When I visited Duxford in March 2019 they had a StuG III on display.
This was a late model StuG III supplied to Finnish forces. Has Saukopf gun mantlet introduced February 1944. It is the only vehicle left carrying original ‘waffle pattern’ zimmerit.
The final and by far the most common of the StuG series. The Ausf. G used the hull of the Pz.Kpfw. III Ausf. M. Upper superstructure was widened: welded boxes on either sides were abandoned. This new superstructure design increased its height to 2160mm. Backside wall of the fighting compartment got straightened, and ventilation fan on top of the superstructure was relocated to the back of fighting compartment. From March 1943, driver’s periscope was abandoned. From May 1943, side hull skirts (schurzen) were fitted to G models for added armor protection particularly against anti-tank rifles. Side skirts were retro-fitted to some Ausf. F/8 models, as they were be fitted to all front line StuGs and other tanks by June 1943 in preparation for the battle of Kursk. Mountings for side skirts proved inadequate, many were lost in the field. From March 1944, improved mounting was introduced, as a result side skirts are seen more often with late model Ausf G.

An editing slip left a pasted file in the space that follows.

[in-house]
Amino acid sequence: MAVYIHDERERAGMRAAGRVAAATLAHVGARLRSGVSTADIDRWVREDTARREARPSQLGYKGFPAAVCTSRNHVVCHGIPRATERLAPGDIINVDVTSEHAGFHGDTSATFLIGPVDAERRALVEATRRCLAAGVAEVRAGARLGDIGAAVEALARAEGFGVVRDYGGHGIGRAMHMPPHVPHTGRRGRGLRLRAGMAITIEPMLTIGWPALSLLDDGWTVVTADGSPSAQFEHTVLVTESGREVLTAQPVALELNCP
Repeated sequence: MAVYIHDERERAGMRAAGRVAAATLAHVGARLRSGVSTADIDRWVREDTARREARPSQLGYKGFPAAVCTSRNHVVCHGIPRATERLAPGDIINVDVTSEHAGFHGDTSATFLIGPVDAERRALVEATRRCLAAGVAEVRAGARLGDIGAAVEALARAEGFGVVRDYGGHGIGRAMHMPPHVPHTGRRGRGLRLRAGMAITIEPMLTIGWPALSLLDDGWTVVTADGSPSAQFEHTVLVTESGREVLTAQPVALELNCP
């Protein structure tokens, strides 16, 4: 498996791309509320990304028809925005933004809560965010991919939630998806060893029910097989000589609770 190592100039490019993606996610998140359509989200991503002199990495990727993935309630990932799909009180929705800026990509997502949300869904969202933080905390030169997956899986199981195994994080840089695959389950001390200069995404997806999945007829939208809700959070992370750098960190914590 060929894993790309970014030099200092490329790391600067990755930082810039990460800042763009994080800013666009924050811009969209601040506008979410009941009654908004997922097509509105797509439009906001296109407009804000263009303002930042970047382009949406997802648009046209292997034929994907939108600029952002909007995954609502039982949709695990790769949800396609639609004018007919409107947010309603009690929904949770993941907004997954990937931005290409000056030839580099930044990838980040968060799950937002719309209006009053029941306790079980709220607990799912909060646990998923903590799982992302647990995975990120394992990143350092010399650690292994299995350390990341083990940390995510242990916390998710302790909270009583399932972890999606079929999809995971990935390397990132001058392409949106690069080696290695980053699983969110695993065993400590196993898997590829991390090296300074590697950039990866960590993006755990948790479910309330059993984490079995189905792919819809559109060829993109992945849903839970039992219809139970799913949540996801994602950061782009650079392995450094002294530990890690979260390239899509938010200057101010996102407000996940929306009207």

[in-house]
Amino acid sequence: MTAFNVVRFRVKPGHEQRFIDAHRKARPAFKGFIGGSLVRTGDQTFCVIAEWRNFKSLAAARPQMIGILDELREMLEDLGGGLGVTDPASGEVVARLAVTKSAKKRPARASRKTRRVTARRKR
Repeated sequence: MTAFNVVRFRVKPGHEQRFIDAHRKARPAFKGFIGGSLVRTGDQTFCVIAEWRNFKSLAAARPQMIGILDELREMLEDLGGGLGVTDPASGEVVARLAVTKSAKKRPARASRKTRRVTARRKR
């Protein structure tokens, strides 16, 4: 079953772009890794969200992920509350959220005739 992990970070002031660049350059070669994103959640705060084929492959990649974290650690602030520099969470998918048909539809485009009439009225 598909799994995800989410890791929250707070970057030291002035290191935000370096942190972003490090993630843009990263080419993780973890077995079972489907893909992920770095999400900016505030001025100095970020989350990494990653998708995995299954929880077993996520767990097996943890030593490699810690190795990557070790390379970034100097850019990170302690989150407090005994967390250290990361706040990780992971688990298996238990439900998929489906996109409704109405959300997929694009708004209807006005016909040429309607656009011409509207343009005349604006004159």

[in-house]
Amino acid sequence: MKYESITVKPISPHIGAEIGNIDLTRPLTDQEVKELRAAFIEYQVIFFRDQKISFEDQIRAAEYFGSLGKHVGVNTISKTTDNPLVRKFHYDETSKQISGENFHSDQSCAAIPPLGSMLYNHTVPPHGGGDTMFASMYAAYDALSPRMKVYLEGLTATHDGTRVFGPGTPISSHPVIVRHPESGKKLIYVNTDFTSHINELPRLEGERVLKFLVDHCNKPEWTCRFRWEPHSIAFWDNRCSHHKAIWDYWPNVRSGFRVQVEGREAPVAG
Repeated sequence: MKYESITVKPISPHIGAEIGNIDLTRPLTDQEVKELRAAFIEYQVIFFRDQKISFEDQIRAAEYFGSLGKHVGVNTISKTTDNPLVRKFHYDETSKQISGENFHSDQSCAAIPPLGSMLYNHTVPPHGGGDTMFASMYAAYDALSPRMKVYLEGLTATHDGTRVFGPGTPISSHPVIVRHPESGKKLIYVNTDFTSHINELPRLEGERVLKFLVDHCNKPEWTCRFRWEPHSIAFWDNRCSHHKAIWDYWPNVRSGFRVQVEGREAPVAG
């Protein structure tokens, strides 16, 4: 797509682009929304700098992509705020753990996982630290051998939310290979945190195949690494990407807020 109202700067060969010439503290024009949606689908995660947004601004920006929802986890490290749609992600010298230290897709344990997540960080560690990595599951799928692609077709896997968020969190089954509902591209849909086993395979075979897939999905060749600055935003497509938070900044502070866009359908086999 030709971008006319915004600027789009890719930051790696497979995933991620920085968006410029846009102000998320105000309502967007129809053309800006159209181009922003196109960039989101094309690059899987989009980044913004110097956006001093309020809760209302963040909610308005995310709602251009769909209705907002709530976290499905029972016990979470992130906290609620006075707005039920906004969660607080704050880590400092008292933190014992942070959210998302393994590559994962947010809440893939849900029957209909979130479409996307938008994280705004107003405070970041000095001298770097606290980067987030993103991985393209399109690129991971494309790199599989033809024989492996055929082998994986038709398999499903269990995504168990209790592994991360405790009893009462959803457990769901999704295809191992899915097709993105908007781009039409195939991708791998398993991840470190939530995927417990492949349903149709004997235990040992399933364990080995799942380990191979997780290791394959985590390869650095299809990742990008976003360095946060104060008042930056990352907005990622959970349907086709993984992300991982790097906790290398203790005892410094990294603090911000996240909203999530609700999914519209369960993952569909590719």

In December 2019 the StuG III was returned to the Tank Museum at Bovington.
Here David Willey discusses the Sturmgeschütz III Self-Propelled Assault Gun, better known as the StuG III, Germany’s most numerously produced fully tracked Armoured Fighting Vehicle of the Second World War.